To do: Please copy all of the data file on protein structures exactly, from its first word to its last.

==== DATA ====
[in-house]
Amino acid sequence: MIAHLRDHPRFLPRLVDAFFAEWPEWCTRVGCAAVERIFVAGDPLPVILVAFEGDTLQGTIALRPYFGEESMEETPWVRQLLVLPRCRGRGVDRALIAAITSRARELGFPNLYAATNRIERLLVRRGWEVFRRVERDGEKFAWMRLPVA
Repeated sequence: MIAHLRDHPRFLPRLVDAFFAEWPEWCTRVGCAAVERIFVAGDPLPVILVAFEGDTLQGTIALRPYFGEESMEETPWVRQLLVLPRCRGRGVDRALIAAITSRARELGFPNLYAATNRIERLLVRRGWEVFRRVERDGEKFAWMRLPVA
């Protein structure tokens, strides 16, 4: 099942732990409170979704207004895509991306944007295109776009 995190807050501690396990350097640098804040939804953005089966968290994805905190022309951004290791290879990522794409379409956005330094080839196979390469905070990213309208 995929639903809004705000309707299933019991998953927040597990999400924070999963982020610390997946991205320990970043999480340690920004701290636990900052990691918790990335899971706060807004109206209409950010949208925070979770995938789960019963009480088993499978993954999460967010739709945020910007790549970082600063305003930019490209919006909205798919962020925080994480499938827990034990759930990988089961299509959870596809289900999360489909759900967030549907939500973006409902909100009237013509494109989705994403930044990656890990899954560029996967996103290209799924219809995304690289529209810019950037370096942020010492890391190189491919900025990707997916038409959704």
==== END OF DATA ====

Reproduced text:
[in-house]
Amino acid sequence: MIAHLRDHPRFLPRLVDAFFAEWPEWCTRVGCAAVERIFVAGDPLPVILVAFEGDTLQGTIALRPYFGEESMEETPWVRQLLVLPRCRGRGVDRALIAAITSRARELGFPNLYAATNRIERLLVRRGWEVFRRVERDGEKFAWMRLPVA
Repeated sequence: MIAHLRDHPRFLPRLVDAFFAEWPEWCTRVGCAAVERIFVAGDPLPVILVAFEGDTLQGTIALRPYFGEESMEETPWVRQLLVLPRCRGRGVDRALIAAITSRARELGFPNLYAATNRIERLLVRRGWEVFRRVERDGEKFAWMRLPVA
């Protein structure tokens, strides 16, 4: 099942732990409170979704207004895509991306944007295109776009 995190807050501690396990350097640098804040939804953005089966968290994805905190022309951004290791290879990522794409379409956005330094080839196979390469905070990213309208 995929639903809004705000309707299933019991998953927040597990999400924070999963982020610390997946991205320990970043999480340690920004701290636990900052990691918790990335899971706060807004109206209409950010949208925070979770995938789960019963009480088993499978993954999460967010739709945020910007790549970082600063305003930019490209919006909205798919962020925080994480499938827990034990759930990988089961299509959870596809289900999360489909759900967030549907939500973006409902909100009237013509494109989705994403930044990656890990899954560029996967996103290209799924219809995304690289529209810019950037370096942020010492890391190189491919900025990707997916038409959704």